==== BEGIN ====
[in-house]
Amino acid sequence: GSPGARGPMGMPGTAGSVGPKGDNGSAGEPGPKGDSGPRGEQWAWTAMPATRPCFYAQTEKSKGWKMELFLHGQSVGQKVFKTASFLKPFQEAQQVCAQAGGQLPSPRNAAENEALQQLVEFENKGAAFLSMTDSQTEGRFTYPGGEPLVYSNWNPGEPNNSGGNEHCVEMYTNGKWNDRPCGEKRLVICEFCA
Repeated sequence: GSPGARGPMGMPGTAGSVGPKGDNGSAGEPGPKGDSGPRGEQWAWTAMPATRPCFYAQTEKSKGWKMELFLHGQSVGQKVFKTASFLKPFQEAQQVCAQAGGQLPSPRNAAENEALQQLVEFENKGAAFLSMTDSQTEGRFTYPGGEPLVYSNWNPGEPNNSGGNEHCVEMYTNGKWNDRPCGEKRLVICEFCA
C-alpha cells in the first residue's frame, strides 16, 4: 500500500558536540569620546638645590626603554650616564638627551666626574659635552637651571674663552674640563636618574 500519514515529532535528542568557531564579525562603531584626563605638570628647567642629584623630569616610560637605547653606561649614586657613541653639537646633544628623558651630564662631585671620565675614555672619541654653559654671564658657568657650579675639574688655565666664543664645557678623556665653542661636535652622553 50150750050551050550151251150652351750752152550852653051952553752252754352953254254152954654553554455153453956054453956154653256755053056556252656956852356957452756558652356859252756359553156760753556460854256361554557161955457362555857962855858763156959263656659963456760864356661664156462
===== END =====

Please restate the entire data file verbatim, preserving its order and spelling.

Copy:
[in-house]
Amino acid sequence: GSPGARGPMGMPGTAGSVGPKGDNGSAGEPGPKGDSGPRGEQWAWTAMPATRPCFYAQTEKSKGWKMELFLHGQSVGQKVFKTASFLKPFQEAQQVCAQAGGQLPSPRNAAENEALQQLVEFENKGAAFLSMTDSQTEGRFTYPGGEPLVYSNWNPGEPNNSGGNEHCVEMYTNGKWNDRPCGEKRLVICEFCA
Repeated sequence: GSPGARGPMGMPGTAGSVGPKGDNGSAGEPGPKGDSGPRGEQWAWTAMPATRPCFYAQTEKSKGWKMELFLHGQSVGQKVFKTASFLKPFQEAQQVCAQAGGQLPSPRNAAENEALQQLVEFENKGAAFLSMTDSQTEGRFTYPGGEPLVYSNWNPGEPNNSGGNEHCVEMYTNGKWNDRPCGEKRLVICEFCA
C-alpha cells in the first residue's frame, strides 16, 4: 500500500558536540569620546638645590626603554650616564638627551666626574659635552637651571674663552674640563636618574 500519514515529532535528542568557531564579525562603531584626563605638570628647567642629584623630569616610560637605547653606561649614586657613541653639537646633544628623558651630564662631585671620565675614555672619541654653559654671564658657568657650579675639574688655565666664543664645557678623556665653542661636535652622553 50150750050551050550151251150652351750752152550852653051952553752252754352953254254152954654553554455153453956054453956154653256755053056556252656956852356957452756558652356859252756359553156760753556460854256361554557161955457362555857962855858763156959263656659963456760864356661664156462